The Table of results also states the proportion of polyhydroxy composition and the proportion of polyisocyanate used in each binder combination are stated in the Table. These proportions are considered to be the optimum proportions for each binder combination. The optimum proportions have been determined by carrying out a series of tests not recorded in the Table.
The unmodified polyisocyanate used was diluted with a mixture of hydrocarbon solvents sold by British Petroleum Limited, England under the designation A260. A mixture containing 67.5% of the polyisocyanate and 32.5% of this solvent was used in the proportions indicated in the Table.
__________________________________________________________________________Hydroxy Component IsocyanateWeight as Weight asproportion proportion Gassingof weight of weight Time Flexural strength in lb/in2Numberof sand. Kind of sand. (sec) Immediate 5 min 1 hr 24 hrs__________________________________________________________________________1 0.5% unmod. 1% 2.0 360 400 280 110 modified 1% 1.0 420 440 320 1202 0.5% unmod. 1% 2.5 300 400 420 300 modified 1% 1.2 420 440 440 4003 0.75% unmod. 0.75% 0.8 360 400 440 420 modified 0.75% 0.8 350 380 440 4254 0.75% unmod. 0.75% 20.0 80 120 140 150 modified 0.75% 15.0 100 150 160 130__________________________________________________________________________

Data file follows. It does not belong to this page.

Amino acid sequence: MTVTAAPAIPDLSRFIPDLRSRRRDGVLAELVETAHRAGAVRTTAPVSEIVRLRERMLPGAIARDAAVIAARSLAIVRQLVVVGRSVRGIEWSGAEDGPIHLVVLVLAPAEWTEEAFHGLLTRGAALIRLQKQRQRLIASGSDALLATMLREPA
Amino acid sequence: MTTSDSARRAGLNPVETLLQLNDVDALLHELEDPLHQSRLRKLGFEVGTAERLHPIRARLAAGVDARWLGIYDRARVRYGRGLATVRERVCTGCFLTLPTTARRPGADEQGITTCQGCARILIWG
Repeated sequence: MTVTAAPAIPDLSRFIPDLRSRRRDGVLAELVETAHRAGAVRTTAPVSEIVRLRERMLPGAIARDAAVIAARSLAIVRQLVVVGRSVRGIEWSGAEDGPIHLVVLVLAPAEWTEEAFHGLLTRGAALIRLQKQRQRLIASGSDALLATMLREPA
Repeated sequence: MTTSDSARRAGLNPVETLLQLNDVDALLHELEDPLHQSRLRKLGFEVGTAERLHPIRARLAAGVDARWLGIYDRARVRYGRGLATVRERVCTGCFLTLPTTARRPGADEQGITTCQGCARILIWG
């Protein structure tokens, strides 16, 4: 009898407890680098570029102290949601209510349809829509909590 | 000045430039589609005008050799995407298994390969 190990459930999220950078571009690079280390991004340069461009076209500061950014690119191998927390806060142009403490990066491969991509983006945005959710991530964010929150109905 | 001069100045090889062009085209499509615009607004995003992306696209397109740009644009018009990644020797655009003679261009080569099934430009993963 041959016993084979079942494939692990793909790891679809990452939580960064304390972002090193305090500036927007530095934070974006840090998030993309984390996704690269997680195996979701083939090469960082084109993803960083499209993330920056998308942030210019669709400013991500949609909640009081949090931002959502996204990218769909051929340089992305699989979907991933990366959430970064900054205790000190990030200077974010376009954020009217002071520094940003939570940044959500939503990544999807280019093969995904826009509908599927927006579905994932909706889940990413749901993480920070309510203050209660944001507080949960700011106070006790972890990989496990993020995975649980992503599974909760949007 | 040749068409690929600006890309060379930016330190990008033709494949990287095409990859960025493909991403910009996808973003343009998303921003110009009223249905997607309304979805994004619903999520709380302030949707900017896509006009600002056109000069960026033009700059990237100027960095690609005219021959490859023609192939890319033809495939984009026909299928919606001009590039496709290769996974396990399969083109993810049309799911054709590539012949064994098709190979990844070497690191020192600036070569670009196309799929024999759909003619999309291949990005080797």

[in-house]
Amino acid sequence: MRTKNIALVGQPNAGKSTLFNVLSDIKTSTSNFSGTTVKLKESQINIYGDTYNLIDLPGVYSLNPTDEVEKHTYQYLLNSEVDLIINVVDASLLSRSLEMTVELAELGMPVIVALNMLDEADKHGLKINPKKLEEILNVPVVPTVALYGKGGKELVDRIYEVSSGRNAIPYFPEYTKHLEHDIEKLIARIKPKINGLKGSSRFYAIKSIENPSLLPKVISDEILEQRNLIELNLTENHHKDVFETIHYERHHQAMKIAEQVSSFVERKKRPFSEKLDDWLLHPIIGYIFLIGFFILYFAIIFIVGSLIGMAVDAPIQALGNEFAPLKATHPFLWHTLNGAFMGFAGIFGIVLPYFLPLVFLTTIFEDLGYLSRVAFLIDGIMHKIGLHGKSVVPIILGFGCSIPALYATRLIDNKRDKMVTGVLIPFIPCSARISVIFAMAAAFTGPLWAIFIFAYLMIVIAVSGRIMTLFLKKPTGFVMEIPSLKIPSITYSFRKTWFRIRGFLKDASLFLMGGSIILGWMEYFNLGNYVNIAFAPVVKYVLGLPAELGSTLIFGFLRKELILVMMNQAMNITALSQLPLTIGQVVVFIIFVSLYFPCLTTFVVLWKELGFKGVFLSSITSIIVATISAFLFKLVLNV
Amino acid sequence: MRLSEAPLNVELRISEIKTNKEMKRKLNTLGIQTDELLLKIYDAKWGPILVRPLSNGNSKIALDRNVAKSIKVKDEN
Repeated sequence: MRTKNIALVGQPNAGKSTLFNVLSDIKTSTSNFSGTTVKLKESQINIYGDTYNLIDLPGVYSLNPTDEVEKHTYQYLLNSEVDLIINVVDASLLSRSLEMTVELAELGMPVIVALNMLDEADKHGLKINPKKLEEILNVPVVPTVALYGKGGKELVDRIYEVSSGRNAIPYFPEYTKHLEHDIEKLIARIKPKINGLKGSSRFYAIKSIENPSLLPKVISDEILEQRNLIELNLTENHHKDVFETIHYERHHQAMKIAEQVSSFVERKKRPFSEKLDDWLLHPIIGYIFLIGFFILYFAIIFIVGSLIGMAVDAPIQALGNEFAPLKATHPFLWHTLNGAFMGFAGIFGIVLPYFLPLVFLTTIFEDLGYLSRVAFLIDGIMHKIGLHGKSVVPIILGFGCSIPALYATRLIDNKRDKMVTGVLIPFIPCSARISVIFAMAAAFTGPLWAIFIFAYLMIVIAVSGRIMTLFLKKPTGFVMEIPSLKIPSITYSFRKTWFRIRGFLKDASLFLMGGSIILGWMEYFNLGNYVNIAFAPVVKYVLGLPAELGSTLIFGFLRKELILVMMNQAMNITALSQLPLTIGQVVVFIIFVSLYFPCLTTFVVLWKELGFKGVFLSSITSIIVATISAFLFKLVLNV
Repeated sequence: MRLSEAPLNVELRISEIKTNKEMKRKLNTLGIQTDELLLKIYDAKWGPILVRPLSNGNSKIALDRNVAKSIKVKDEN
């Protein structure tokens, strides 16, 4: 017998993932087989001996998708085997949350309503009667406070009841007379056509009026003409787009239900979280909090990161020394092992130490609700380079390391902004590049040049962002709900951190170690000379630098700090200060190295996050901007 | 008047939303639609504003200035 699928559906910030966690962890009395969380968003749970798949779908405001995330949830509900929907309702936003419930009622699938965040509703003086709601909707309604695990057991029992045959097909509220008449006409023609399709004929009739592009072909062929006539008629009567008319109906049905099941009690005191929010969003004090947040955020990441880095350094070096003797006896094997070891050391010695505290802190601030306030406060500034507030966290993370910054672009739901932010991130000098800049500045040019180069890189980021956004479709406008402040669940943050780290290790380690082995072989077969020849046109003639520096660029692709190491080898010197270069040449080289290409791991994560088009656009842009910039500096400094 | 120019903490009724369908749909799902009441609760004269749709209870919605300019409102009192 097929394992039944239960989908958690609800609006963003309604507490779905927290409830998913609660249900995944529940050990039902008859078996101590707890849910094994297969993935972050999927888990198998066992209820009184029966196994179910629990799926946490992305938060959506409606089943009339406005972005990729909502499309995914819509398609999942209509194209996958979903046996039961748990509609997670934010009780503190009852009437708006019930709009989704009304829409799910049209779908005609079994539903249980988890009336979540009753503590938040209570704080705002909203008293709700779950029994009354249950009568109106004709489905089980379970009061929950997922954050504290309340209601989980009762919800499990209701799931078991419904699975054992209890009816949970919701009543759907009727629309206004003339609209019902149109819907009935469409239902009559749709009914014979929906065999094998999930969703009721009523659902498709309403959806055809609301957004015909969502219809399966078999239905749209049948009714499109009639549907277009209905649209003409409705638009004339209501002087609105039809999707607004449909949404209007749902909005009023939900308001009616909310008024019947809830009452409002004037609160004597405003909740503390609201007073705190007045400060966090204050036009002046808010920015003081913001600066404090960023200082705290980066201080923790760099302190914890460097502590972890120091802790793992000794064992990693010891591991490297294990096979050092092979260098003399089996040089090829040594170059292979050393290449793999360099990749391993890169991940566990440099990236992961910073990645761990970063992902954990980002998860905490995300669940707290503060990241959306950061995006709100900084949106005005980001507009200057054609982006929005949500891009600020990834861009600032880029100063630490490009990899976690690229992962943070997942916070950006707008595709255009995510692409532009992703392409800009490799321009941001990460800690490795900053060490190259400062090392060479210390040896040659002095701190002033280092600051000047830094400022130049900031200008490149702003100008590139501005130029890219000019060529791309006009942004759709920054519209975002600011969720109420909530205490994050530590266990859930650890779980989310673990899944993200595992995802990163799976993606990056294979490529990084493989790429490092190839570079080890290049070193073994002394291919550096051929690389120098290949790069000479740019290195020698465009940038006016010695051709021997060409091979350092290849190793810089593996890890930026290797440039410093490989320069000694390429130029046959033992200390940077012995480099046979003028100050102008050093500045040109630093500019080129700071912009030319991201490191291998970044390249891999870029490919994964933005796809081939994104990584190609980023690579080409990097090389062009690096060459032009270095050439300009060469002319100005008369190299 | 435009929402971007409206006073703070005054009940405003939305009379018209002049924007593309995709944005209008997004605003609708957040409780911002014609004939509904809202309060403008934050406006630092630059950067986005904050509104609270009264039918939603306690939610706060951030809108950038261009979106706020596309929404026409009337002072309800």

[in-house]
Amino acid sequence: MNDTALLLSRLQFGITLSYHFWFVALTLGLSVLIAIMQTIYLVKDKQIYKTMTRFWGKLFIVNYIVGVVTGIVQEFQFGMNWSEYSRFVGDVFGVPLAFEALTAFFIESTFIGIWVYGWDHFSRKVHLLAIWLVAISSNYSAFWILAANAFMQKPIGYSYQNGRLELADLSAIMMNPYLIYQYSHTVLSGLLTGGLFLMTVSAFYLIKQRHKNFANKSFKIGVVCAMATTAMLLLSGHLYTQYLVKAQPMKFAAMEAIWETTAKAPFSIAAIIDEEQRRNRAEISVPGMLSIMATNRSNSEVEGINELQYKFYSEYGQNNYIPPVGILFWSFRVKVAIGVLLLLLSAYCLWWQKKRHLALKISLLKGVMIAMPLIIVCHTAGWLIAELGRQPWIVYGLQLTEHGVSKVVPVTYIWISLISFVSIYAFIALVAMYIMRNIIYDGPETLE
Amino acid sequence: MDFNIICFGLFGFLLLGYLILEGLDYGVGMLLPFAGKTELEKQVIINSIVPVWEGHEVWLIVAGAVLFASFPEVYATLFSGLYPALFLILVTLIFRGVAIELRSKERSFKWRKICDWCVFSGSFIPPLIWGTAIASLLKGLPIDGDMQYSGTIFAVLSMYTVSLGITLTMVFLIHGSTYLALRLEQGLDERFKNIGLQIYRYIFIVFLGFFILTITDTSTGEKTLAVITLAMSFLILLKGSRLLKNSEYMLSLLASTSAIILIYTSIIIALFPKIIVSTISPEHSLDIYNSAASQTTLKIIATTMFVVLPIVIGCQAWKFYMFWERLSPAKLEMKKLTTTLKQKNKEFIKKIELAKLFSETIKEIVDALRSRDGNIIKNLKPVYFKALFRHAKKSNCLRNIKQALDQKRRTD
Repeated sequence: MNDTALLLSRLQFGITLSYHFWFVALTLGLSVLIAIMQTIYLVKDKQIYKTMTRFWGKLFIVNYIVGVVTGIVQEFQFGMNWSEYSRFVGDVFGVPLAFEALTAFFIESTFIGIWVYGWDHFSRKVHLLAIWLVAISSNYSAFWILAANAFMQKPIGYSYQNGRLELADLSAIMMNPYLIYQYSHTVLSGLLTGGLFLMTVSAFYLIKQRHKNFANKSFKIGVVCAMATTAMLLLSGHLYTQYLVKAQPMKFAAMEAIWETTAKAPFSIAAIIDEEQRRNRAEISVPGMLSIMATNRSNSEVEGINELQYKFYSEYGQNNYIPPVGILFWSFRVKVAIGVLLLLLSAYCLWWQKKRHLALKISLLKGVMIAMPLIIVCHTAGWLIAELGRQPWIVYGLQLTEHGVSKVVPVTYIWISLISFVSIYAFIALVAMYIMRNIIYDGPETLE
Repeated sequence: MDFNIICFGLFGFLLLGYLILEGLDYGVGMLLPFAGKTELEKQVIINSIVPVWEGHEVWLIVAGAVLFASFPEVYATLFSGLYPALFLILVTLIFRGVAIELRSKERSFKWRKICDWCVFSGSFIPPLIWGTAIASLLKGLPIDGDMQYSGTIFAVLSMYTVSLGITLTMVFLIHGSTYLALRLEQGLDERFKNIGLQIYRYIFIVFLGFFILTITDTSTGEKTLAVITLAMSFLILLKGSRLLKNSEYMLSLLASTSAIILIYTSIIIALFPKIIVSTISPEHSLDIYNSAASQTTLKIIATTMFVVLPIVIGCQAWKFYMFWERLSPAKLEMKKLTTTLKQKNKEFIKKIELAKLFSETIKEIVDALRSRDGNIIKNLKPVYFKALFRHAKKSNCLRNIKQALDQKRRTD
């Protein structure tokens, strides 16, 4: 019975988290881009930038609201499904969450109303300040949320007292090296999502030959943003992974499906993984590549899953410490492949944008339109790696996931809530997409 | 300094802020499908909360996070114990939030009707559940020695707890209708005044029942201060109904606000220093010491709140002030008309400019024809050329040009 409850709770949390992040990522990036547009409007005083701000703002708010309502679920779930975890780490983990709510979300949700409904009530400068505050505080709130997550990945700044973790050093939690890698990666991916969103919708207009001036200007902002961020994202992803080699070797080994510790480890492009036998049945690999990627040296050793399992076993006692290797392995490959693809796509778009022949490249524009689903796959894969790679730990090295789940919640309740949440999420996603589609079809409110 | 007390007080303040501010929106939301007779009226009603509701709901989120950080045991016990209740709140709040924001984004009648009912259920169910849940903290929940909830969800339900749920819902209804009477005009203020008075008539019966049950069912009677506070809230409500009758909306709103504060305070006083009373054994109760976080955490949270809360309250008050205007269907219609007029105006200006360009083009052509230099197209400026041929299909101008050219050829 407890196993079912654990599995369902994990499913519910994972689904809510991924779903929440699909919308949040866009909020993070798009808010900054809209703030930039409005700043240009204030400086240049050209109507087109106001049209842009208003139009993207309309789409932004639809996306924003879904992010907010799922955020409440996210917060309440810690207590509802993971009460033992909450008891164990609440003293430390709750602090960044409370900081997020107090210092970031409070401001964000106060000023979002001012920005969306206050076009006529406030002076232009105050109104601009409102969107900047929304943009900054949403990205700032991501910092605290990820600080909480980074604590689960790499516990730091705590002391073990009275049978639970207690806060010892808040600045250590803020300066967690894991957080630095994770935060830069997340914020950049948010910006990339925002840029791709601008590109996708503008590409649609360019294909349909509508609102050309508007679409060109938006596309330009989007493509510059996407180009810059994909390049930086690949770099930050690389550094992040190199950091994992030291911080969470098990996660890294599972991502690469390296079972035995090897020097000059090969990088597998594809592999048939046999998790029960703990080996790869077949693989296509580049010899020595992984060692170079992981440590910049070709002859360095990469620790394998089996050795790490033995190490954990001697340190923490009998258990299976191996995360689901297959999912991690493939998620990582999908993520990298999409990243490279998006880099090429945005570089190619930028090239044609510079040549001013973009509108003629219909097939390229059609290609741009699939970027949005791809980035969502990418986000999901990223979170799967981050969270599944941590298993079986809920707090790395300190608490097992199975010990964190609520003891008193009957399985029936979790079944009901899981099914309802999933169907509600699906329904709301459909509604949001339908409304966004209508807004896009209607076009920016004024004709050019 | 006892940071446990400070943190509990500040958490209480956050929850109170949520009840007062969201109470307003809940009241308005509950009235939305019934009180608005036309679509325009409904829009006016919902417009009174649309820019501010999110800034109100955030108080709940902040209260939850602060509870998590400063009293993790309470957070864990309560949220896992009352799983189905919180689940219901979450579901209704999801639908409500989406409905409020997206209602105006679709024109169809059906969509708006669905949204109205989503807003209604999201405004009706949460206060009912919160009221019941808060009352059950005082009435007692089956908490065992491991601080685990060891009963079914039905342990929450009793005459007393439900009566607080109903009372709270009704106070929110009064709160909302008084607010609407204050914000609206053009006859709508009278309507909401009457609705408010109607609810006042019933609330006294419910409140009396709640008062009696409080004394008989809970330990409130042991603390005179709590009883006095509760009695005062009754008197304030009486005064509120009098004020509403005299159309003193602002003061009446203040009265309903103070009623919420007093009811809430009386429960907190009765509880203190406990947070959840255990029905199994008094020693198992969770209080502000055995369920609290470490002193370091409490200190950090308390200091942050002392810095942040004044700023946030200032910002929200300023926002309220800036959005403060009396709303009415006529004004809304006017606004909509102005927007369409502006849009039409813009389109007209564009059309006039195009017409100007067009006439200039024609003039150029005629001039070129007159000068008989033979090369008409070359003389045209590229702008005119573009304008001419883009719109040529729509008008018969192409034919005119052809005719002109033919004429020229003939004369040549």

From the tabulated results, it is clear that modification of the polyisocyanate results in a material which is no less effective as a coreactant for the polyhydroxy compositions to bind the particles of sand than is the unmodified polyisocyanate. In cases where the polyisocyanate is more expensive than the drying oil, a saving in cost of the binder can be achieved.
With polyhydroxy compositions 1, 2 and 4 the cores acquire strength after gassing more quickly when the modified isocyanate is used than when the unmodified isocyanate is used. With polyhydroxy compositions 1 and 2, the minimum gassing times when the modified polyisocyanate is used are approximately half the minimum gassing times when the unmodified polyisocyanate is used. Polyhydroxy compositions 1 and 2 comprise bisphenol A and it appears that the improvement resulting from use of the modified isocyanate is particularly significant when the phenol is present in the binder.